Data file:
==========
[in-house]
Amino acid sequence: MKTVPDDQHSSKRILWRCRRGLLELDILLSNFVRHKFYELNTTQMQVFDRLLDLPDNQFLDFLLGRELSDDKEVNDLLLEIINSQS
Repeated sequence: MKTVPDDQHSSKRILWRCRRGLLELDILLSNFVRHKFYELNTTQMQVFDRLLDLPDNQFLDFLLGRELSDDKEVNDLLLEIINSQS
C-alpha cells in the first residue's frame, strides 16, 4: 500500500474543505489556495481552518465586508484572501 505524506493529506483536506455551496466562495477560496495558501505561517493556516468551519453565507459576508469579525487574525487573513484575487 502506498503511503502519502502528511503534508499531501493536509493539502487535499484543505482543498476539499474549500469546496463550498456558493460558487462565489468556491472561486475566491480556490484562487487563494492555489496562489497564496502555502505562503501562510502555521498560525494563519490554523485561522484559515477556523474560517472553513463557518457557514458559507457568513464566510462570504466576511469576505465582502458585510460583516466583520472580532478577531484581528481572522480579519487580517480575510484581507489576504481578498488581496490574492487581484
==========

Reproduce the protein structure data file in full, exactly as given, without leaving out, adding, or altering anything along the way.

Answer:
[in-house]
Amino acid sequence: MKTVPDDQHSSKRILWRCRRGLLELDILLSNFVRHKFYELNTTQMQVFDRLLDLPDNQFLDFLLGRELSDDKEVNDLLLEIINSQS
Repeated sequence: MKTVPDDQHSSKRILWRCRRGLLELDILLSNFVRHKFYELNTTQMQVFDRLLDLPDNQFLDFLLGRELSDDKEVNDLLLEIINSQS
C-alpha cells in the first residue's frame, strides 16, 4: 500500500474543505489556495481552518465586508484572501 505524506493529506483536506455551496466562495477560496495558501505561517493556516468551519453565507459576508469579525487574525487573513484575487 502506498503511503502519502502528511503534508499531501493536509493539502487535499484543505482543498476539499474549500469546496463550498456558493460558487462565489468556491472561486475566491480556490484562487487563494492555489496562489497564496502555502505562503501562510502555521498560525494563519490554523485561522484559515477556523474560517472553513463557518457557514458559507457568513464566510462570504466576511469576505465582502458585510460583516466583520472580532478577531484581528481572522480579519487580517480575510484581507489576504481578498488581496490574492487581484